Tip/Trick: Custom formatting HTML in Visual Web Developer and Visual Studio 2005

 

Problem

 

You receive an HTML or ASP.NET page from another developer you work with whose html source formatting standards are different from your own (bad use of casing, inconsistent indenting, etc).

 

You want to quickly clean-up and format the HTML “the right way” – where “the right way” is naturally defined as own your personal preference (and naturally every developer thinks their preference is "right" <g>).

 

Solution

 

Visual Web Developer and Visual Studio 2005 include a rich HTML source formatting rules engine that enables you to configure exactly how you want HTML markup to look.

 

These HTML formatting rules are used by default whenever you add HTML elements or ASP.NET Server Controls within the WYSIWYG designer using the Toolbox.  You can also use these rules in source-view to select HTML you have imported into your project, and quickly format it with them. 

 

Simply highlight the region of HTML you want to apply the source-formatting rules to in the source editor, and then right-click and choose the “Format Selection” context menu item:

 

 

This will apply the HTML source formatting rules currently configured and clean up the HTML markup for you, without changing any rendering semantics:

 

 

You can easily customize the HTML source formatting rules to match your own particular preference by right-clicking within the html source editor and choosing the “Formatting and Validation” context menu option:

 

 

This will bring up a dialog that allows you to control the default capitalization and casing rules, attribute quoting, and self-terminating semantics of elements.  It also allows you to control when elements wrap to a new line within the page:

 

 

By default if your line is more than 80 characters in length, it will wrap the text onto a new line (for example: if you have a GridView with a lot of properties you might see this happen).  If you prefer, you can either uncheck this behavior or increase/decrease the character length to change the wrapping semantics.

 

You can also click the “Tag Specific Options” button to bring up a dialog that enables further element customization:

 

 

Specifically, it allows you to control the colorization, line breaks, and default tag termination semantics for every client-side HTML element and ASP.NET server control.  For example, if I wanted to change the line break semantics of <div> elements so that their inner content region didn’t have line breaks, I could do so like this (note the preview pane that shows you how the setting will affect things):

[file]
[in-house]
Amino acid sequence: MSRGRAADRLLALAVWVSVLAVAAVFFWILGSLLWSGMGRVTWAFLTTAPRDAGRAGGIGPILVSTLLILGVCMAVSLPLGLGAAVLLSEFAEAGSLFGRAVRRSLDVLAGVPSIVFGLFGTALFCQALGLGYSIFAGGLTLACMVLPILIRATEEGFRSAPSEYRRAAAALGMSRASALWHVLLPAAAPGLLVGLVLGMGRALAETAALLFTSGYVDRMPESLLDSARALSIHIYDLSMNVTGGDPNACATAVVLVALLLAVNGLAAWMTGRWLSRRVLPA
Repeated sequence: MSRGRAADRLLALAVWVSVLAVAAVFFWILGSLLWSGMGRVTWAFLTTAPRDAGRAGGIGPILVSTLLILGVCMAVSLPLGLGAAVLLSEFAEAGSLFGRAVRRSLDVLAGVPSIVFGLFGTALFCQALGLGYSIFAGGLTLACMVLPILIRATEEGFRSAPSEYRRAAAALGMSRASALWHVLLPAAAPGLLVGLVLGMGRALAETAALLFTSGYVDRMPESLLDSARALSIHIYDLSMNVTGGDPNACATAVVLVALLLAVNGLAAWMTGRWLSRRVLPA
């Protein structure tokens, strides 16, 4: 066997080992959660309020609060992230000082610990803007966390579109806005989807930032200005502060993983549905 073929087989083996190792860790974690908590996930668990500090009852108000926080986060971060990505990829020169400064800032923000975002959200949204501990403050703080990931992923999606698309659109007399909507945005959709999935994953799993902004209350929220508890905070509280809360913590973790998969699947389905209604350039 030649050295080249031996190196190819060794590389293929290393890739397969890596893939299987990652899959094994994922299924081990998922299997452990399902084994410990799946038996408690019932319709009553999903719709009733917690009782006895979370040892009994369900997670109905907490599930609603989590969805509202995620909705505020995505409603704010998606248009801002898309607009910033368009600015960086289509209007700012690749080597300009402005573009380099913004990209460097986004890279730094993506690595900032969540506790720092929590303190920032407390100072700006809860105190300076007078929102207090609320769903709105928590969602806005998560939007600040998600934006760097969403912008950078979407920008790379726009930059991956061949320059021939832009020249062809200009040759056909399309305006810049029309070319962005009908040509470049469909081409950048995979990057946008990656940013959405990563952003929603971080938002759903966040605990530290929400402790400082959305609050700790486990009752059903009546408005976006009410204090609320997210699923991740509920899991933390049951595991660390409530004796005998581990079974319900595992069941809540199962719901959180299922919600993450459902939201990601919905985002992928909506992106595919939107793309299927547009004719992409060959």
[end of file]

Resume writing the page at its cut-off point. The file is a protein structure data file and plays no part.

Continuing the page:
The per-tag colorization and bolding rules are useful if you want to specifically highlight either the foreground or background of important elements to make them stand-out more in the editor.  One scenario you might want to use this would be to highlight in red any “non-CSS recommended” element (like <tables>) to make you more aware when you are using them.

 

Note that if you don’t want to tweak individual elements, you can click the “Default Settings” treeview node on the left to change the defaults for elements globally (note: you could then go in and override individual elements on a per element basis like above if you want).

 

The VS source-formatter is smart and will correctly handle white-space rendering semantics for individual HTML elements.  For example: if you have a <a></a> or <td></td> elements it will be careful not to change any line-break or spacing semantics of the markup within it that would cause spacing because the rendering semantics changed.  If you format a selection of markup and see that a close tag hasn’t been moved to a separate line – it is because there is no space between the end of the preceding markup and the terminating tag, and as such VS is being careful not to change it to avoid changing the rendering semantics.

 

The HTML source formatting rules you’ve set will be used anytime the WYSIWYG designer adds new HTML elements to a page (for example: you drag/drop an element from the toolbox).  The VS 2005 WYSIWYG designer will not re-format any customer HTML changes you’ve made in source view yourself.  Unlike previous versions of VS, it does not modify or change any markup you’ve typed as you switch back and forth between design view and source view, or change content within the design surface.  The WYSIWYG designer only uses the source formatting rules when you add new elements from the toolbox.